Garrett Hardin, "The Tragedy of the Commons"
Harold Demsetz, "Toward a Theory of Property Rights"
Lots of articles by Carol Rose and Richard Epstein -- it is hard to pick just one or two
Takings and Constitutional Property:
James Madison, "Property"
Joseph Sax, "Takings and the Police Power"
Frank Michelman, "Property, Utility and Fairness"
Bruce Ackerman, Private Property and the Constitution
Richard Epstein, Takings
William Michael Treanor, "The Original Understanding of the Takings Clause and Political Process"
Also, Abraham Bell and Gideon Parchomovsky's "Givings" and Lior Jacob Strahilevitz's "Information Asymmetries and the Right to Exclude" have a good shot at becoming canonical.
Posted by: Ben Barros | Sep 13, 2006 11:17:20 AM
Many of the greats already listed. Some additional suggestions:
Carol Rose, Property and Persuasion: Essays on the History, Theory, and Rhetoric of Property (1994)
Joseph Sax, The Public Trust Doctrine in Natural Resource Law: Effective Judicial Intervention, Mich. L. Rev. (1970)
Margaret Radin, Market Inalienability, Harv. L. Rev. (1987)
Michael Heller, The Tragedy of the Anticommons, Harv. L. Rev. (1998)
If I were to pick a recent article that has a shot at becoming canonical, I'd go for Henry Smith, Exclusion versus Governance: Two Strategies for Delineating Property Rights, J. Legal Stud. (2002)
Posted by: Dave | Sep 13, 2006 11:27:20 AM
As well as many of the above, I think a 'must read' is:
Singer, Entitlement: The Paradoxes of Property.
It provided me with a new way of looking at the old debates.
(And I really like his case-book).
Posted by: Annecoos Wiersema | Sep 13, 2006 11:46:46 AM
I'd add two by Merrill and Smith
Optimal Standardization in the Law of Property: The Numerus Clausus Principle
What Happened to Property in Law and Economics
Posted by: Mark McKenna | Sep 13, 2006 12:35:37 PM
Here are some works on "land use law" -- government regulation of land and community development, including sprawl, zoning, racial segregation, housing, and transportation. Land use law (which was a late addition to the "property" canon here, I note) is sometimes lumped with "property" law (which typically focuses on private rights, as opposed to government) or "state and local government law" (because most but not all land use law is non-federal) or even environmental law. Here is a very subjective list of works, mostly recent and in no particular order, that tie together various stands of land use law and policy:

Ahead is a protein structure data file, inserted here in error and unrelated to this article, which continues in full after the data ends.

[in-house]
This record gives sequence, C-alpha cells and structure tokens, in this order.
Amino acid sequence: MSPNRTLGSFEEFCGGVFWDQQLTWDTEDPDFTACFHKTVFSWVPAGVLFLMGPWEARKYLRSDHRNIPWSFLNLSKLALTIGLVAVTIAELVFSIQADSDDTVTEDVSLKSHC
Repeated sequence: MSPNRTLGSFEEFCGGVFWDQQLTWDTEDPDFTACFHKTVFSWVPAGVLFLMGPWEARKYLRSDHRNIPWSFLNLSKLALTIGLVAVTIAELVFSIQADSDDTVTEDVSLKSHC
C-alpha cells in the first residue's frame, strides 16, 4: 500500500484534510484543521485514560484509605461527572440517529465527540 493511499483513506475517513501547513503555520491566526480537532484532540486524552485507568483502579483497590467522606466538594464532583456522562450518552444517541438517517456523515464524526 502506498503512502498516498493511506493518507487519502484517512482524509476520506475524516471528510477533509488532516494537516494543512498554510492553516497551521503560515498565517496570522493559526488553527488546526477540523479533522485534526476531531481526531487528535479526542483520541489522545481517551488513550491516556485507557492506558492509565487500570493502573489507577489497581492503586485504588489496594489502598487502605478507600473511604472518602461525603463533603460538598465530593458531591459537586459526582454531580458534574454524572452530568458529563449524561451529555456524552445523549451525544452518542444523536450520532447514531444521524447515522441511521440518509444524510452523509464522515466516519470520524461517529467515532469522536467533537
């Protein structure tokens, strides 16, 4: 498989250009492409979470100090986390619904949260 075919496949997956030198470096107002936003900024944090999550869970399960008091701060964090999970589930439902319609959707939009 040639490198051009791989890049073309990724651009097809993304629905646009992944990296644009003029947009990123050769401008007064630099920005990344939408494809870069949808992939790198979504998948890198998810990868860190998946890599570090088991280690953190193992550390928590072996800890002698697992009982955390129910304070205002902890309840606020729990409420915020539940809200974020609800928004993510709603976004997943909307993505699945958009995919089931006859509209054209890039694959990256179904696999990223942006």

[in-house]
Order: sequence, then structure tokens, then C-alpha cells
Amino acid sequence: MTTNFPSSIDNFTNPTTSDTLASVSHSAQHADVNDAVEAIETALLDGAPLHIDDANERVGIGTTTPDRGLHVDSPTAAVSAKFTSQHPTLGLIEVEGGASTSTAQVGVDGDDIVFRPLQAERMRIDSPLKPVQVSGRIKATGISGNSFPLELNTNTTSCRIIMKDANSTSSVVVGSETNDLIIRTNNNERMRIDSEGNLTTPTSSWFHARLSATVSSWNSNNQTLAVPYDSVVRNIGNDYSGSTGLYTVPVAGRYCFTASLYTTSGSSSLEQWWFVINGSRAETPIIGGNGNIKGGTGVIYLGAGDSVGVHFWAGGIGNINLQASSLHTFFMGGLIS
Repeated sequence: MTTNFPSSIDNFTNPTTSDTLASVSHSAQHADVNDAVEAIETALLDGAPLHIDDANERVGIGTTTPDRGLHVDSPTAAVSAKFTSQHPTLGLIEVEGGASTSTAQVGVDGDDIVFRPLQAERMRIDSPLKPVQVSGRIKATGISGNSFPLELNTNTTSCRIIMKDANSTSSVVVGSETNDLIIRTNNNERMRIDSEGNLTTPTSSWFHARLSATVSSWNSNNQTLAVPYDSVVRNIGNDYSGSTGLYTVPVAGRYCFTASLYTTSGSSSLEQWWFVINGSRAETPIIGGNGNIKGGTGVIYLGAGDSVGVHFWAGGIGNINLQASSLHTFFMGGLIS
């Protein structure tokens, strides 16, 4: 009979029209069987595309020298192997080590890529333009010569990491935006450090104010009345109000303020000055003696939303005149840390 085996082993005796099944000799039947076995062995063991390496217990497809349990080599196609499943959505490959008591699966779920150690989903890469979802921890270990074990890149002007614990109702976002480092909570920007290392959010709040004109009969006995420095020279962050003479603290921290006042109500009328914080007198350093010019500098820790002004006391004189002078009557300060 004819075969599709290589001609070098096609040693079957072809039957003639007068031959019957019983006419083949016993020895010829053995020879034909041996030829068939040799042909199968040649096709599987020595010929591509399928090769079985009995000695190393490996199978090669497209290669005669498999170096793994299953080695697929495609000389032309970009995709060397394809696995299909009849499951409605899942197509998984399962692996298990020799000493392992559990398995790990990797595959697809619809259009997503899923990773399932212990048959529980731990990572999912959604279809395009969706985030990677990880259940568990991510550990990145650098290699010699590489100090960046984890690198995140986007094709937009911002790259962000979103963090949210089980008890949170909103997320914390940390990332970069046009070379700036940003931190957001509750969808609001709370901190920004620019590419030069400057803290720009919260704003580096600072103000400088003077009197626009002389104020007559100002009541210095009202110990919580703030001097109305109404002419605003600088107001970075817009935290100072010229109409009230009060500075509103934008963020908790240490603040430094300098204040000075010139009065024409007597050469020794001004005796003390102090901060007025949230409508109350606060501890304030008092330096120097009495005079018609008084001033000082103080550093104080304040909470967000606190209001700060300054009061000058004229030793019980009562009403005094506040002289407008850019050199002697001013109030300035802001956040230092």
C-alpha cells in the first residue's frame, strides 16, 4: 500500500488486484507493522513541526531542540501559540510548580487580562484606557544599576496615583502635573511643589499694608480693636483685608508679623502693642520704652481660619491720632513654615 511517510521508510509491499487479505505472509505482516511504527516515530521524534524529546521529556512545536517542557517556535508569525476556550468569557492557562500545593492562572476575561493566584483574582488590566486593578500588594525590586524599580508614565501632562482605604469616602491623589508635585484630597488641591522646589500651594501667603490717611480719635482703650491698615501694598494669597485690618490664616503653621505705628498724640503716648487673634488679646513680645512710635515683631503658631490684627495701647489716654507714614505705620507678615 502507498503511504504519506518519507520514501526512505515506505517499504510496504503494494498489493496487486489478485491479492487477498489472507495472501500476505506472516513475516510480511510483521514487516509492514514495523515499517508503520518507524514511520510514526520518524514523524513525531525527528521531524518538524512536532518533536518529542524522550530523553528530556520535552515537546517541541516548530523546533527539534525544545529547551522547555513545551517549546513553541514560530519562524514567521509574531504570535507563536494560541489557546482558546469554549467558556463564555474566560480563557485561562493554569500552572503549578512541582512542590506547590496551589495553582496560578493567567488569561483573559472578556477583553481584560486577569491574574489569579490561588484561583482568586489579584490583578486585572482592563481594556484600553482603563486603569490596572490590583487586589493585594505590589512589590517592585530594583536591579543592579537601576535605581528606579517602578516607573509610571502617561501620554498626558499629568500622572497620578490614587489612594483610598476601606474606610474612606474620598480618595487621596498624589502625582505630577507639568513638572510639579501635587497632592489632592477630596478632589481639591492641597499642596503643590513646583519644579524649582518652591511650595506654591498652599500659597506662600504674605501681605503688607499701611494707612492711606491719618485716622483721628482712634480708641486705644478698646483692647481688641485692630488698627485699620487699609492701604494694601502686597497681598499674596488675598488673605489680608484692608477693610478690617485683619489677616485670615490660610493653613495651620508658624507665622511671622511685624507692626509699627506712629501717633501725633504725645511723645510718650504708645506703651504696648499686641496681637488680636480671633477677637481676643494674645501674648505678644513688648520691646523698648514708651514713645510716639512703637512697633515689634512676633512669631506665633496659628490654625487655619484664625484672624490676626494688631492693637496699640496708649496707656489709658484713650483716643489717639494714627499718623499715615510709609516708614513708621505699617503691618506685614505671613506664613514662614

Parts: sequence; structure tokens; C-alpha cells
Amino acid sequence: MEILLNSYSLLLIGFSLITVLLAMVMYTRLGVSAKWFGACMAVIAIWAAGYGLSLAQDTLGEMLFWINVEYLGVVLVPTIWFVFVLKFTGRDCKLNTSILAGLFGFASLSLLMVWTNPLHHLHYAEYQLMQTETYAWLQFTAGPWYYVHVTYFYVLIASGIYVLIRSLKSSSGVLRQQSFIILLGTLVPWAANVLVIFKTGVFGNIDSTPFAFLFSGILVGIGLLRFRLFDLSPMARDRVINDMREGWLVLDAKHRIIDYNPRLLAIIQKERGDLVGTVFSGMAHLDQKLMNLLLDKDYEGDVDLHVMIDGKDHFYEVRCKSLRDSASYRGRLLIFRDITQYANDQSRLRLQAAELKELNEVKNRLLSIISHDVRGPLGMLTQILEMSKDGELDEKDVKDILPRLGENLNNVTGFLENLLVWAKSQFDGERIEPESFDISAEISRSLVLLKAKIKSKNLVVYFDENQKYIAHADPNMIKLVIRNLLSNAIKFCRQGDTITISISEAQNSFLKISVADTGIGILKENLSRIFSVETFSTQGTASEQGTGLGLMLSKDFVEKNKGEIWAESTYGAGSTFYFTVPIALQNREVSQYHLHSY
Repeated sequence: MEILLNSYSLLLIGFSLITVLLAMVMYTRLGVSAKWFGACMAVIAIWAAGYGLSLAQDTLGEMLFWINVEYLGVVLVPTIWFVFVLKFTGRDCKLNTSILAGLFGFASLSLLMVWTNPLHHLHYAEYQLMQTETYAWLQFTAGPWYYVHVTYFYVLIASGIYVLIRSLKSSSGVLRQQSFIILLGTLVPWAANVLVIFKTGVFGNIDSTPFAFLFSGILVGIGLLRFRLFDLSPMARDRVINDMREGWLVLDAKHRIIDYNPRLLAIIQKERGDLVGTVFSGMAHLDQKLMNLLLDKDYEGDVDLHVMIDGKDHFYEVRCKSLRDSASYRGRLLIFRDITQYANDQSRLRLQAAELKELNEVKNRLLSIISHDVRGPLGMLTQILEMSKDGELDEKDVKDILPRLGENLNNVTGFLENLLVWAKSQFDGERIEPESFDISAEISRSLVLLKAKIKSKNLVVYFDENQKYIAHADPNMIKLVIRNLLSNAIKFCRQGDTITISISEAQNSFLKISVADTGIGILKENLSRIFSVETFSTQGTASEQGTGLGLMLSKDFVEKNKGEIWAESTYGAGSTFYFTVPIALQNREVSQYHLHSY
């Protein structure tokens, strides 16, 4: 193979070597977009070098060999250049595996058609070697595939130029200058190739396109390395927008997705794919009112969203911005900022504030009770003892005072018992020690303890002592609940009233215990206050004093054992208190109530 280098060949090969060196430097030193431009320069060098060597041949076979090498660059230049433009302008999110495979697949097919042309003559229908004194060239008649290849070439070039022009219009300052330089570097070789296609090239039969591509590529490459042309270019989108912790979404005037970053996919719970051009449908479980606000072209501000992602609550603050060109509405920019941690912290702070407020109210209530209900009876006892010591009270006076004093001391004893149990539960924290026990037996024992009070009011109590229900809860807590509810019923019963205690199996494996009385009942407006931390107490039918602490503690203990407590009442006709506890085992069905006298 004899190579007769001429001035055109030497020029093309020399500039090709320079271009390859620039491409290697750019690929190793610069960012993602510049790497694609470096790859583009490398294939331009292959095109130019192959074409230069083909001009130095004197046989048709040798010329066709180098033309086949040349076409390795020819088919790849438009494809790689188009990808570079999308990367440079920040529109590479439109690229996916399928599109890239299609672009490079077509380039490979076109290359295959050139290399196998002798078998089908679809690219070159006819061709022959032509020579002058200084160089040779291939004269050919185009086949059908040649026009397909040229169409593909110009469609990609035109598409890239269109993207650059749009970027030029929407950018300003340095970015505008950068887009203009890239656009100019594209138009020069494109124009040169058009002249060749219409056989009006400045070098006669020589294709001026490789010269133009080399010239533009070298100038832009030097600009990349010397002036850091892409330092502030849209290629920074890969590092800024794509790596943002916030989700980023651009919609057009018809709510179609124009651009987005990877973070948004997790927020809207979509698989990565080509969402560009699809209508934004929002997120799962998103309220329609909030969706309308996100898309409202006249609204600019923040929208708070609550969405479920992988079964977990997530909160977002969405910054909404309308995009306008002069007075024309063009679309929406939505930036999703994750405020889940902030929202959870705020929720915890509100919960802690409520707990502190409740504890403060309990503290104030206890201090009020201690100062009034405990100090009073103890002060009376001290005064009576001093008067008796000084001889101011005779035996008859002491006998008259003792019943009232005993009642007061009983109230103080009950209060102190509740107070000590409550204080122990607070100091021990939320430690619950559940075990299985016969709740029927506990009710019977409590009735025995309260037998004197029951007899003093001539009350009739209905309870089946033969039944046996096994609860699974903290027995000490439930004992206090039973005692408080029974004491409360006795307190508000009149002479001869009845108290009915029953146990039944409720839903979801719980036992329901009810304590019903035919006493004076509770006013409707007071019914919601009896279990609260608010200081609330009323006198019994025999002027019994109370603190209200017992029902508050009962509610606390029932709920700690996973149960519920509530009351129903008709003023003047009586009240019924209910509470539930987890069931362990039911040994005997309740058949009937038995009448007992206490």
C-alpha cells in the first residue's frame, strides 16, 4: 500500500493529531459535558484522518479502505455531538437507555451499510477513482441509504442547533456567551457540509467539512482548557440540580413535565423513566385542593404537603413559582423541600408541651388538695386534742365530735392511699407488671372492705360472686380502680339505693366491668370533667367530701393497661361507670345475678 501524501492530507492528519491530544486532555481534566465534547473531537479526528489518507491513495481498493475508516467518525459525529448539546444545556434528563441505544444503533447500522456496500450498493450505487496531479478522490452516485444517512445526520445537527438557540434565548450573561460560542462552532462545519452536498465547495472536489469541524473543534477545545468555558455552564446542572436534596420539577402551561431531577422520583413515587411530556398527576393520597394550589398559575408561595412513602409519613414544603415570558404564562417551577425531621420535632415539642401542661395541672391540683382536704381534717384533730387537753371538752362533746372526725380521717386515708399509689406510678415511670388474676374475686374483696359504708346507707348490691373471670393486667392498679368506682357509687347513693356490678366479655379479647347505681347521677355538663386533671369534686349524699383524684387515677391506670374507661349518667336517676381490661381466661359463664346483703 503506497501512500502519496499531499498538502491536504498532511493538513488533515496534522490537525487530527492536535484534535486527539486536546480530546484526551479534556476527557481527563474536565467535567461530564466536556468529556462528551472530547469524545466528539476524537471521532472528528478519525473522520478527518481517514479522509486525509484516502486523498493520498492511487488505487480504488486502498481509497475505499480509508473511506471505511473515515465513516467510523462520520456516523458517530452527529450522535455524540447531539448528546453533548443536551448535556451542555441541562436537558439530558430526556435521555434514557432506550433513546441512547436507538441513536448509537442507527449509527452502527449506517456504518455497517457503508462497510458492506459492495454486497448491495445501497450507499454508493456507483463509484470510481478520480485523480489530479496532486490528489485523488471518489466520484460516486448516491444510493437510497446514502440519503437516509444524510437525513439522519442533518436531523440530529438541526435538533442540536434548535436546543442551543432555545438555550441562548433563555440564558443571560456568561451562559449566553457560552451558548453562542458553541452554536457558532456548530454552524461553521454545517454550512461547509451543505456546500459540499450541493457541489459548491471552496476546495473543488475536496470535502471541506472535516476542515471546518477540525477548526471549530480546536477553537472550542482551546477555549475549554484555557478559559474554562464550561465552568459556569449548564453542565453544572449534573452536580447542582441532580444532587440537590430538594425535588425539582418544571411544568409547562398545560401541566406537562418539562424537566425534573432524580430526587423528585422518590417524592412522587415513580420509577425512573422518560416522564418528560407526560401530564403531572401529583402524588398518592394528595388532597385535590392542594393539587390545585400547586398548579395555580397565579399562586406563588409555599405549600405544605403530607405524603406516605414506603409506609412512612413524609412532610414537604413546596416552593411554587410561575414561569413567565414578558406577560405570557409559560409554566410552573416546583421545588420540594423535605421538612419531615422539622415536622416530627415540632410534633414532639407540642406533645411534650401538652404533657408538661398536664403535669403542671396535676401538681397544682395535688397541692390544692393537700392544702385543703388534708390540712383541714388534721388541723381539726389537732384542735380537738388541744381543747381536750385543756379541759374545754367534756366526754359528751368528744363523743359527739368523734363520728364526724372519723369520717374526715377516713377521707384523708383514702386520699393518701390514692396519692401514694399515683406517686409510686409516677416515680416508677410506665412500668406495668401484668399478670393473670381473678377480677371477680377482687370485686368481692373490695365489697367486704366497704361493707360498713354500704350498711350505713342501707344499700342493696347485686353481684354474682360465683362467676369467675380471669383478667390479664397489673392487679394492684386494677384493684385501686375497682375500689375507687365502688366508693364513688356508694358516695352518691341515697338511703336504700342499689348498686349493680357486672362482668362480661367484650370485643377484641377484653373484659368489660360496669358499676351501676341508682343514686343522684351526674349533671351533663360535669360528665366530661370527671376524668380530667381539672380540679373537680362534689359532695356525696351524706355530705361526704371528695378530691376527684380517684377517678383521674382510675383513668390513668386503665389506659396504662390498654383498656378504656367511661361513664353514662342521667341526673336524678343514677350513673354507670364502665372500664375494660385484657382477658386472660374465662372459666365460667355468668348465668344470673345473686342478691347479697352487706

Jane Jacobs, The Death and Life of Great American Cities
Richard Epstein, Takings
William Kunstler, The Geography of Nowhere and Home from Nowhere
Dolores Hayden, Building Suburbia: Green Fields and Urban Growth, 1820-2000
Andres Duany & Elizabeth Plater-Zyberk, Suburban Nation
Kenneth Jackson, Crabgrass Frontier
Charles Haar, Suburbs Under Siege
Robert Bullard, Dumping in Dixie: Race, Class, and Environmental Quality
Jerry Frug, The Geography of Community, 48 Stan. L. Rev. 1047 (1996)
Robert C. Ellickson, Alternatives to Zoning: Covenants, Nuisance Rules, and Fines as Land Use Controls, 40 U. Chi. L. Rev. 681 (1973)
J. Peter Byrne, Are Suburbs Unconstitutional?, 85 Geo. L.J. 2265, 2268-69 (1997)
Ronald Coase, The Problem of Social Cost, 3 J.L. & Econ. 1 (1960).
Michael A. Heller, The Boundaries of Private Property, 108 Yale L.J. 1163 (1999)
Richard Briffault, The Local Government Boundary Problem in Metropolitan Areas, 48 Stan. L. Rev. 1115 (1996)
Posted by: Paul Boudreaux | Sep 13, 2006 2:49:52 PM
I started teaching property in January, 1975. I've read many of the sources already listed. Let me add a couple that I reviewed long ago. The first was Lawrence Becker's Property Rights: Philosophical Foundations. The second was the NOMOS collection of essays on property. This was volume 22 of the NOMOS series produced by the American Society of Legal and Political Philosophy.
Posted by: John Rooney | Sep 14, 2006 8:05:27 AM